What is pleurisy?
Pleurisy is swelling and irritation of the tissues between the lungs and chest wall/rib cage. Pleurisy causes chest pain and shortness of breath in an individual.
Pleura a thin two-layer protective membrane that covers the lungs and lines the inside of the chest wall. The two layers of the pleura are normally lubricated by a thin layer of fluid between them, which helps them slide easily over each other when an individual breathes in and out. Pleurisy is often caused by an infection. The infection may be viral or bacterial. Other common causes include:
- Asbestos-related disease (from home or work exposure)
- Certain cancers (lung, lymphoma, and mesothelioma)
- A blood clot that travels to the lungs
- Rheumatoid arthritis
- Lupus (an autoimmune disorder)
- Reactions to certain medicines or cancer treatments
- Injury to the lungs, for example, from a fractured rib
What are the common symptoms of pleurisy?
The most common symptom of pleurisy is chest pain that may start suddenly. The pain is often described as a stabbing sensation that may be severe at times. The pain usually worsens by breathing deeply. Other symptoms of pleurisy may include:
- Rapid, shallow breathing because of pain
- Dry cough
- Extreme weakness
- Chills and fever
- Shortness of breath or respiratory distress due to pleural effusion (large amounts of fluid in the pleural space) making it difficult for the lungs to expand
How pleurisy is usually diagnosed?
The following tests are usually helpful for diagnosis of pleurisy:
- Chest X-rays: They may not show pleurisy, but they can show the fluid collecting between the pleural layers. Chest X-rays can also sometimes identify the cause of pleurisy, such as lung disease, tumor, or rib fracture.
- Chest computed tomography (CT) scan: It gives more detailed images and can help in the diagnosis of conditions such as blood clots in the lungs.
- Thoracocentesis: If there is pleural effusion (fluid build-up in the pleural space), the doctor may drain the fluid and send it to be tested to help determine the cause of the pleurisy.
- Other tests: Sputum samples or throat swabs and blood tests help diagnose infectious causes (viruses or bacteria).
How pleurisy is usually treated?
Treatment for pleurisy usually involves relieving the pain and treating the underlying cause.
- Chest pain: A physician may prescribe nonsteroidal anti-inflammatory drugs (NSAIDs) such as ibuprofen to ease pain and fever.
- Underlying cause: If your pleurisy is caused by a viral infection, it'll usually get better on its own after a few days; however, in few conditions, antiviral drugs may be needed if the symptoms are severe or patients are already in poor health. Bacterial infections may be treated with antibiotics. Patients may need to be admitted to the hospital in very severe cases where the medications are usually given through injections or intravenously.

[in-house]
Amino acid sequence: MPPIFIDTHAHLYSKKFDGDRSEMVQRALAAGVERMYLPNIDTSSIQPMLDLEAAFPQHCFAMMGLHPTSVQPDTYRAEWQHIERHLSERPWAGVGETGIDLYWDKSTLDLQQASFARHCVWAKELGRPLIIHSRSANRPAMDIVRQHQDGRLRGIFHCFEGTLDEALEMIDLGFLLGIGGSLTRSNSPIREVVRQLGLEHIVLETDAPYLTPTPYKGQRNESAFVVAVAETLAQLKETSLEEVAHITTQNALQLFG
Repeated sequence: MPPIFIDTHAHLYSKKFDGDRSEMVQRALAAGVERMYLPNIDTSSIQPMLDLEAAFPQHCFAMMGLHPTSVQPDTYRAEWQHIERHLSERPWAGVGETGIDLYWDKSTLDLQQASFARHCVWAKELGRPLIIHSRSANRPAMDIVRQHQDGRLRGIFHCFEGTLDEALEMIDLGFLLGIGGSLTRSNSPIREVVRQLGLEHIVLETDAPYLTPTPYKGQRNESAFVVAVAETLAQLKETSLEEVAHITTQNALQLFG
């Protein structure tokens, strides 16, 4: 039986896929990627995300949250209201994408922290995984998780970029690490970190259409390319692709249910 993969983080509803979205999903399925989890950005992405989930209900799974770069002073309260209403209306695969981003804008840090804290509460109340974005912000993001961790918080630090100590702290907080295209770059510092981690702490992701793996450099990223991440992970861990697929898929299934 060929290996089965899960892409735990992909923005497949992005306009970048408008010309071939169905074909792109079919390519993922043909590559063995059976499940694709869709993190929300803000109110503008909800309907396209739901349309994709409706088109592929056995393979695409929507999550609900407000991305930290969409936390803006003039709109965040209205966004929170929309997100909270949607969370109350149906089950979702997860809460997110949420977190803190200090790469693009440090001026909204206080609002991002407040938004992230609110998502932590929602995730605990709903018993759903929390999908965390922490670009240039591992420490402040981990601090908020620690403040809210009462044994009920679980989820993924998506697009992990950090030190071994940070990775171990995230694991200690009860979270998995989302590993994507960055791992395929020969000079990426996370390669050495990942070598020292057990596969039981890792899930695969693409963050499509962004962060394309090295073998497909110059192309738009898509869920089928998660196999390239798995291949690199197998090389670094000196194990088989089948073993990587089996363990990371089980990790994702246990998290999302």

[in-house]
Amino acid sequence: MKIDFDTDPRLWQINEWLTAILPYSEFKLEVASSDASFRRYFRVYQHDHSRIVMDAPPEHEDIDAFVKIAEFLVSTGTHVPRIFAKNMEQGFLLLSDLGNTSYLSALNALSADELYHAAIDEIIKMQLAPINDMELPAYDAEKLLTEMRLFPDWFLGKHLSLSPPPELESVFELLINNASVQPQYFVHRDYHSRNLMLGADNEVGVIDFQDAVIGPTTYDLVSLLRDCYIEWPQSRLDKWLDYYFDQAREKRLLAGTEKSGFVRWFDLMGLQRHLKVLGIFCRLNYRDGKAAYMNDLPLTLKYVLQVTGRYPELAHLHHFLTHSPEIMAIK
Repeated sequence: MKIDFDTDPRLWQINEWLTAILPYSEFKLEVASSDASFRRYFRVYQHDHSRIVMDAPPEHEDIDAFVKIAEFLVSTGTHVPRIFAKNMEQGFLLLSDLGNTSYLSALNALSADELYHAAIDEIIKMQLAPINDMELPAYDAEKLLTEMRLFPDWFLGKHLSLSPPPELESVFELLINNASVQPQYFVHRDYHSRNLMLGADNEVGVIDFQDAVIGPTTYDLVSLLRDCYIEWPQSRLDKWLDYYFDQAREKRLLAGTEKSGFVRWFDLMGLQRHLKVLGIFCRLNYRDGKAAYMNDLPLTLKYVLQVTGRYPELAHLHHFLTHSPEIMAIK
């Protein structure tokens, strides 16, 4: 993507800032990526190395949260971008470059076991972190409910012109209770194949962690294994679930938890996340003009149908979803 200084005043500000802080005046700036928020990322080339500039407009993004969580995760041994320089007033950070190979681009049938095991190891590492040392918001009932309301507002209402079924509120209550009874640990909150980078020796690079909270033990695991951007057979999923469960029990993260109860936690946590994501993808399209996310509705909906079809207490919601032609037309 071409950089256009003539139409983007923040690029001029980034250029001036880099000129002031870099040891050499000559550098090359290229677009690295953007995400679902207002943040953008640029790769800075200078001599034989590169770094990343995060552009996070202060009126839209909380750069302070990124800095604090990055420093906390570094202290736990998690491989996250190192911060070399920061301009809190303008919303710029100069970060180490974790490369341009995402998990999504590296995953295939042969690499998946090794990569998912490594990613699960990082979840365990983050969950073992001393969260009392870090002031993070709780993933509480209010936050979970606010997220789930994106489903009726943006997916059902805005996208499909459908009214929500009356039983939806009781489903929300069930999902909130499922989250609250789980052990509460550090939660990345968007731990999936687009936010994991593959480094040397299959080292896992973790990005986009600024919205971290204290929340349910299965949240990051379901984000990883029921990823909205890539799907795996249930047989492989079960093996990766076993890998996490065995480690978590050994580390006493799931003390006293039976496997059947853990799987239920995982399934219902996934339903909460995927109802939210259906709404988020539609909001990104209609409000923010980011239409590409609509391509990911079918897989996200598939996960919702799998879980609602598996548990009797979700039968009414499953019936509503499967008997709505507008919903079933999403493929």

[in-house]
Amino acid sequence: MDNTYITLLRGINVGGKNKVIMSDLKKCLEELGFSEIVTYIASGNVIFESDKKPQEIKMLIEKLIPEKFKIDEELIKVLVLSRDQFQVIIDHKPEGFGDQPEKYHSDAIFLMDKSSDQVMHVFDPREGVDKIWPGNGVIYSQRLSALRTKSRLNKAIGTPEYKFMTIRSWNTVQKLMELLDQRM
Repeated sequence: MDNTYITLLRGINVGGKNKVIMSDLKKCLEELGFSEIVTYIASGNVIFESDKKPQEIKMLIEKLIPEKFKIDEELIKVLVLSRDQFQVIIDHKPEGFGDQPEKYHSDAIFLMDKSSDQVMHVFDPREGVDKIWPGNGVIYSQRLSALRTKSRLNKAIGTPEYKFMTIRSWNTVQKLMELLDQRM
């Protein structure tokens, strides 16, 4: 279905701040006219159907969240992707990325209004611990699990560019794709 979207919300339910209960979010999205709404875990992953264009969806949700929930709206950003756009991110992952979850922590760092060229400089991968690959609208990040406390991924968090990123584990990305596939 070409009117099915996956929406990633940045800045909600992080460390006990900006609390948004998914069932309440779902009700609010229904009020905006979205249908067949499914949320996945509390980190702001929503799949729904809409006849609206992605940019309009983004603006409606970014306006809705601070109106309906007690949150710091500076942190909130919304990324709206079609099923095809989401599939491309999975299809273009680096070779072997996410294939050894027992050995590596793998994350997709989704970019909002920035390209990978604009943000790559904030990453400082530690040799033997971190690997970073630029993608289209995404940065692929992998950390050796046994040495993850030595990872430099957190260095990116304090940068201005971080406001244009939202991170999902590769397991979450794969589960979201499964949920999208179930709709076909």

- Pleural effusion: Sometimes, pleurisy causes a build-up of excess fluid around the lungs called pleural effusion. In this condition, patients may develop shortness of breath. The fluid may need to be drained by inserting a needle or tube through the chest wall under general or local anesthesia.
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Common Medical Abbreviations & Terms
Doctors, pharmacists, and other health-care professionals use abbreviations, acronyms, and other terminology for instructions and information in regard to a patient's health condition, prescription drugs they are to take, or medical procedures that have been ordered. There is no approved this list of common medical abbreviations, acronyms, and terminology used by doctors and other health- care professionals. You can use this list of medical abbreviations and acronyms written by our doctors the next time you can't understand what is on your prescription package, blood test results, or medical procedure orders. Examples include:
- ANED: Alive no evidence of disease. The patient arrived in the ER alive with no evidence of disease.
- ARF: Acute renal (kidney) failure
- cap: Capsule.
- CPAP: Continuous positive airway pressure. A treatment for sleep apnea.
- DJD: Degenerative joint disease. Another term for osteoarthritis.
- DM: Diabetes mellitus. Type 1 and type 2 diabetes
- HA: Headache
- IBD: Inflammatory bowel disease. A name for two disorders of the gastrointestinal (BI) tract, Crohn's disease and ulcerative colitis
- JT: Joint
- N/V: Nausea or vomiting.
- p.o.: By mouth. From the Latin terminology per os.
- q.i.d.: Four times daily. As in taking a medicine four times daily.
- RA: Rheumatoid arthritis
- SOB: Shortness of breath.
- T: Temperature. Temperature is recorded as part of the physical examination. It is one of the "vital signs."
Is Pleurisy Contagious?
Pleurisy or pleuritis is an inflammation of the lining around the lungs. Some of the causes of pleurisy include TB, the flu, heart attack, some forms of arthritis, and lupus. The treatment for pleurisy is generally aimed at the underlying cause of pleurisy.
Lupus SlideshowWhat is Lupus? Learn about lupus symptoms like butterfly rash, joint pain and fatigue. Find causes, diagnosis, and treatments for lupus, a disease most commonly found in women.
Pleurisy (Pleuritis)Pleurisy, an inflammation of the lining around the lungs, is associated with sharp chest pain upon breathing in. Cough, chest tenderness, and shortness of breath are other symptoms associated with pleurisy. Pleurisy pain can be managed with pain medication and by external splinting of the chest wall.